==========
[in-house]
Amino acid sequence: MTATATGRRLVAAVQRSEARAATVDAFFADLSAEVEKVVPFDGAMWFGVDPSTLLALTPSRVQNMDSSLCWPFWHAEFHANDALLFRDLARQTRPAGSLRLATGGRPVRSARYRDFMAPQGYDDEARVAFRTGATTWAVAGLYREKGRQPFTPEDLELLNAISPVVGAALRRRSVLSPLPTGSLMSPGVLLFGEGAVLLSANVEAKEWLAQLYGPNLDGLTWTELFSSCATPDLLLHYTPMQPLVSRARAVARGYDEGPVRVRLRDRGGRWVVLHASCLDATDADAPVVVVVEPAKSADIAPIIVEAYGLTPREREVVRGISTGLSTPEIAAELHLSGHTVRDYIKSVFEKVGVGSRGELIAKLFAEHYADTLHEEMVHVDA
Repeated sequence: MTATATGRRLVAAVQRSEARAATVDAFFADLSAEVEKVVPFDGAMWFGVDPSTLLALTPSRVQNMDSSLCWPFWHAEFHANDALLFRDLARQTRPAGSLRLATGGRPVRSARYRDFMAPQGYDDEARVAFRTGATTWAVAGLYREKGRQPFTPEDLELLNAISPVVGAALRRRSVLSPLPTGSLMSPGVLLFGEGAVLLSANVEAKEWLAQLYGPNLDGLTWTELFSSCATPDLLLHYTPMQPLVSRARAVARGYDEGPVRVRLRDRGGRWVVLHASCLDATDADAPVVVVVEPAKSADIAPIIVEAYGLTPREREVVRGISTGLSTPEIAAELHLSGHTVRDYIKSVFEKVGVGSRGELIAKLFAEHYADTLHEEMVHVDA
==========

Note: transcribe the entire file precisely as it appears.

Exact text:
[in-house]
Amino acid sequence: MTATATGRRLVAAVQRSEARAATVDAFFADLSAEVEKVVPFDGAMWFGVDPSTLLALTPSRVQNMDSSLCWPFWHAEFHANDALLFRDLARQTRPAGSLRLATGGRPVRSARYRDFMAPQGYDDEARVAFRTGATTWAVAGLYREKGRQPFTPEDLELLNAISPVVGAALRRRSVLSPLPTGSLMSPGVLLFGEGAVLLSANVEAKEWLAQLYGPNLDGLTWTELFSSCATPDLLLHYTPMQPLVSRARAVARGYDEGPVRVRLRDRGGRWVVLHASCLDATDADAPVVVVVEPAKSADIAPIIVEAYGLTPREREVVRGISTGLSTPEIAAELHLSGHTVRDYIKSVFEKVGVGSRGELIAKLFAEHYADTLHEEMVHVDA
Repeated sequence: MTATATGRRLVAAVQRSEARAATVDAFFADLSAEVEKVVPFDGAMWFGVDPSTLLALTPSRVQNMDSSLCWPFWHAEFHANDALLFRDLARQTRPAGSLRLATGGRPVRSARYRDFMAPQGYDDEARVAFRTGATTWAVAGLYREKGRQPFTPEDLELLNAISPVVGAALRRRSVLSPLPTGSLMSPGVLLFGEGAVLLSANVEAKEWLAQLYGPNLDGLTWTELFSSCATPDLLLHYTPMQPLVSRARAVARGYDEGPVRVRLRDRGGRWVVLHASCLDATDADAPVVVVVEPAKSADIAPIIVEAYGLTPREREVVRGISTGLSTPEIAAELHLSGHTVRDYIKSVFEKVGVGSRGELIAKLFAEHYADTLHEEMVHVDA